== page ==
Virent saw a big year in 2007.  The big news was the start of collaboration with Shell Oil. Then in 2008 Virent produced more than 40 liters of biogasoline for engine testing and began fabrication of its first 10,000-gallon-per-year pilot plant to produce biogasoline.  The collaboration agreement with Shell runs for five years focusing on optimizing the process for the production of gasoline like molecules.

Virent is exclusive licensee of the APR process—developed by its co-founders Dr. Randy Cortright and Dr. Jim Dumesic at the University of Wisconsin – Madison—for the conversion of readily available biomass-generated sugar feedstocks to carbon-neutral hydrocarbon fuels or hydrogen.  The sugars can be sourced from non-food sources like corn stover, switch grass, wheat straw and sugarcane pulp, in addition to conventional biofuel feedstocks like wheat, corn and sugarcane. The BioForming process is Virent’s first commercial application of the APR pathway.

The BioForming process can speed the use of non-food plant sugars to replace petroleum as an energy source, thus both decreasing dependence on fossil hydrocarbons and minimizing the impact on global water and food supplies.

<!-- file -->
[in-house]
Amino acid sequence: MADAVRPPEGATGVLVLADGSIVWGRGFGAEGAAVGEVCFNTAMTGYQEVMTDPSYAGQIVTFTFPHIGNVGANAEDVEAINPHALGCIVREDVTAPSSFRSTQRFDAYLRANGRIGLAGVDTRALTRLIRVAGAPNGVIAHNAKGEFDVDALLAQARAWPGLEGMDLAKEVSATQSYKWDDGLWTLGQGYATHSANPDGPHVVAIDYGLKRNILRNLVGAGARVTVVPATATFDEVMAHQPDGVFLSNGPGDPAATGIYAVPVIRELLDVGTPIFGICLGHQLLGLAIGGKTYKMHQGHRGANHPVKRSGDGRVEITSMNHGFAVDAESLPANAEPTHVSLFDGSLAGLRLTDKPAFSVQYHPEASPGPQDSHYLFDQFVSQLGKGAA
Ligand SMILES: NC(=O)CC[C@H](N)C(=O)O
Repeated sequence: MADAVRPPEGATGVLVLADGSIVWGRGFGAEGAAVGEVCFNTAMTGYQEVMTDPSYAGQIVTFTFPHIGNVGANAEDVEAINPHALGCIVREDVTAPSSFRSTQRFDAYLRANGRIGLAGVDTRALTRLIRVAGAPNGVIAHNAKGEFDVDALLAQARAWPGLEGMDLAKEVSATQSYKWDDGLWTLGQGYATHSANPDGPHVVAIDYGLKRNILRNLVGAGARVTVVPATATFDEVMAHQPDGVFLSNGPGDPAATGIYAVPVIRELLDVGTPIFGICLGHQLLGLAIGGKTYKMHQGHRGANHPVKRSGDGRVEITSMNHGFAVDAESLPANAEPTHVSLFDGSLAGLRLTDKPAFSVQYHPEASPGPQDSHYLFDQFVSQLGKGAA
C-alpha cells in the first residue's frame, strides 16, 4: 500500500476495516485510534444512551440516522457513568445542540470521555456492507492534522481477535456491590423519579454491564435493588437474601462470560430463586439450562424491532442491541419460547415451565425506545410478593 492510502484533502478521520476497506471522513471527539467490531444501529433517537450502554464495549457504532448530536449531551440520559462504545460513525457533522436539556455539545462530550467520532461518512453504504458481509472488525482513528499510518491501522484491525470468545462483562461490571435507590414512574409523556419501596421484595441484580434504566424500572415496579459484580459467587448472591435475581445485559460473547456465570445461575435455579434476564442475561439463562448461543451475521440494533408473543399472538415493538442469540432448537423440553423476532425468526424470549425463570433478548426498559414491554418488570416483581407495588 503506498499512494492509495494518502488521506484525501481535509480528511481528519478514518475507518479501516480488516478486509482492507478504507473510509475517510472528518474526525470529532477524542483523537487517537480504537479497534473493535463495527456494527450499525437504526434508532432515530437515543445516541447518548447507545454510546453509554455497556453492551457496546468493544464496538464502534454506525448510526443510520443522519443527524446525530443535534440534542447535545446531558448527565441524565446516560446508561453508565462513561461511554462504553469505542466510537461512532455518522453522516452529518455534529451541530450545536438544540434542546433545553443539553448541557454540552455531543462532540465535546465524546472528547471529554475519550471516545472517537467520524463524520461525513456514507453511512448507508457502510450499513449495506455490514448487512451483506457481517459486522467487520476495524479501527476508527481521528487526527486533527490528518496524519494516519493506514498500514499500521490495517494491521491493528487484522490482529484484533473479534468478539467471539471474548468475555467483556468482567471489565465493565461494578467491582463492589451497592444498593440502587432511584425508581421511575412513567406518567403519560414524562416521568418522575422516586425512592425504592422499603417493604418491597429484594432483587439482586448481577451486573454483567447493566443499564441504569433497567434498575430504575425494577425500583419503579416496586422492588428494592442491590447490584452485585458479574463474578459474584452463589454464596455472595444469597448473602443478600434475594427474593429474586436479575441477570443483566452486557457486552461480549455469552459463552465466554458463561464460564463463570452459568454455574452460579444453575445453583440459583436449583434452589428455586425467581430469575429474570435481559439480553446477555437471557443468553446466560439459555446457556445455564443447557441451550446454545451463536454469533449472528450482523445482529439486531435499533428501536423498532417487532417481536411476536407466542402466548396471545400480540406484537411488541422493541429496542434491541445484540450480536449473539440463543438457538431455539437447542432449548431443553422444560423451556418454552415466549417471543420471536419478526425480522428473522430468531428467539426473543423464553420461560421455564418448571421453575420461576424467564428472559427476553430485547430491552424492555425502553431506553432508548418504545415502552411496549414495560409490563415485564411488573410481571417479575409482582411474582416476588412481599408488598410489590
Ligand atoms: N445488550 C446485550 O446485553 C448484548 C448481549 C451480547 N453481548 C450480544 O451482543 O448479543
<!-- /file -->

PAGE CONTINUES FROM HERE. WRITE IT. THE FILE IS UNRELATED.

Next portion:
The BioForming platform is near commercialization.  With Shell on board there is little doubt that the APR process with the refining skills will get a shot at going to commercial scale.

The Presidential Green Chemistry Challenge is now in its 14th year. Run by the Environmental Protection Agency the award promotes research and development of less-hazardous alternatives to existing technologies that reduce or eliminate waste, particularly hazardous waste, in industrial production. An independent panel of technical experts convened by the American Chemical Society selected the winners from nearly 100 nominated technologies.

That’s the leader.  For this week at least.  They’re claiming to be commercial at $60 oil equivalent.  There’s the target.


6 Comments so far

  1. Matt on June 26, 2009 6:01 AM

    Sharing current technology with the oil industry is positive. Oil companies will look at this as a petroleum process that just uses a differnt feedstock.

  2. Eco Periodicals » Blog Archive » Virent Energy’s BioForming process wins Presidential Green Award on March 17, 2010 2:51 AM

    […] will gain immediate market acceptance, is carbon neutral and uses catalysts, instead of bugs. Preliminary analysis suggests that its BioForming process is close to commercialization and  can compete with petroleum […]

  3. Prostate Cancer Symptoms on November 8, 2010 5:59 AM

    Keep posting stuff like this i really like it

  4. Raymundo Noy on September 1, 2011 10:42 PM

    This post makes a lot of sense !

  5. Ryan Norseth on September 15, 2011 8:29 PM

    I would like to say “wow” what a inspiring post. This is really great. Keep doing what you’re doing!!

  6. Myles Glaue on September 22, 2011 6:58 PM

    Thanks for posting. Good to see that not everyone is using RSS feeds to build their blogs 😉